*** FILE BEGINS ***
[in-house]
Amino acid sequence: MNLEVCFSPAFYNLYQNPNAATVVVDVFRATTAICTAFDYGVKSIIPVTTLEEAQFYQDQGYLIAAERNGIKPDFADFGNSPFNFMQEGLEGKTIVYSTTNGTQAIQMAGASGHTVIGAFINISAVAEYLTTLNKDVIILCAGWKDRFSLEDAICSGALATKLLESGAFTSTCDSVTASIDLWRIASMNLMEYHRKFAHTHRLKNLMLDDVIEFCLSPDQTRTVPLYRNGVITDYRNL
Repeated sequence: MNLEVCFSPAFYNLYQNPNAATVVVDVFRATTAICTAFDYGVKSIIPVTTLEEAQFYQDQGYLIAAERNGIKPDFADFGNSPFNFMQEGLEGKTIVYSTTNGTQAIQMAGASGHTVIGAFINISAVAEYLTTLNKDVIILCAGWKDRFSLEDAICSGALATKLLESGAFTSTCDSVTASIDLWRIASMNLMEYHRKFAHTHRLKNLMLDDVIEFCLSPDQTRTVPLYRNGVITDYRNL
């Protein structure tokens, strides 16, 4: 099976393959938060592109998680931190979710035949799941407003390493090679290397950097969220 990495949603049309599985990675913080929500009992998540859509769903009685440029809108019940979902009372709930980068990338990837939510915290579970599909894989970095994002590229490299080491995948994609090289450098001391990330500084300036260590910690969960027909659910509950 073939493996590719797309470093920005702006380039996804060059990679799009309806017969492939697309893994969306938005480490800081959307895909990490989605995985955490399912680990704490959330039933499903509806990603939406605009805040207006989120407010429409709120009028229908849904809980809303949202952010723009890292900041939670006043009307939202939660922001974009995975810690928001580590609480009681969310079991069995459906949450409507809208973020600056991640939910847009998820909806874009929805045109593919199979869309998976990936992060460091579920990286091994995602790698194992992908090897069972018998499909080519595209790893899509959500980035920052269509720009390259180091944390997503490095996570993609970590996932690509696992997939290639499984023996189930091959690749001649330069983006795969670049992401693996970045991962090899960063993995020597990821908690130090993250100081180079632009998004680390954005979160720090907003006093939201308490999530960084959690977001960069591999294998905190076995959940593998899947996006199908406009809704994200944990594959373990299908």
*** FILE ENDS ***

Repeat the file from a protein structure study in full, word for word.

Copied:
[in-house]
Amino acid sequence: MNLEVCFSPAFYNLYQNPNAATVVVDVFRATTAICTAFDYGVKSIIPVTTLEEAQFYQDQGYLIAAERNGIKPDFADFGNSPFNFMQEGLEGKTIVYSTTNGTQAIQMAGASGHTVIGAFINISAVAEYLTTLNKDVIILCAGWKDRFSLEDAICSGALATKLLESGAFTSTCDSVTASIDLWRIASMNLMEYHRKFAHTHRLKNLMLDDVIEFCLSPDQTRTVPLYRNGVITDYRNL
Repeated sequence: MNLEVCFSPAFYNLYQNPNAATVVVDVFRATTAICTAFDYGVKSIIPVTTLEEAQFYQDQGYLIAAERNGIKPDFADFGNSPFNFMQEGLEGKTIVYSTTNGTQAIQMAGASGHTVIGAFINISAVAEYLTTLNKDVIILCAGWKDRFSLEDAICSGALATKLLESGAFTSTCDSVTASIDLWRIASMNLMEYHRKFAHTHRLKNLMLDDVIEFCLSPDQTRTVPLYRNGVITDYRNL
């Protein structure tokens, strides 16, 4: 099976393959938060592109998680931190979710035949799941407003390493090679290397950097969220 990495949603049309599985990675913080929500009992998540859509769903009685440029809108019940979902009372709930980068990338990837939510915290579970599909894989970095994002590229490299080491995948994609090289450098001391990330500084300036260590910690969960027909659910509950 073939493996590719797309470093920005702006380039996804060059990679799009309806017969492939697309893994969306938005480490800081959307895909990490989605995985955490399912680990704490959330039933499903509806990603939406605009805040207006989120407010429409709120009028229908849904809980809303949202952010723009890292900041939670006043009307939202939660922001974009995975810690928001580590609480009681969310079991069995459906949450409507809208973020600056991640939910847009998820909806874009929805045109593919199979869309998976990936992060460091579920990286091994995602790698194992992908090897069972018998499909080519595209790893899509959500980035920052269509720009390259180091944390997503490095996570993609970590996932690509696992997939290639499984023996189930091959690749001649330069983006795969670049992401693996970045991962090899960063993995020597990821908690130090993250100081180079632009998004680390954005979160720090907003006093939201308490999530960084959690977001960069591999294998905190076995959940593998899947996006199908406009809704994200944990594959373990299908």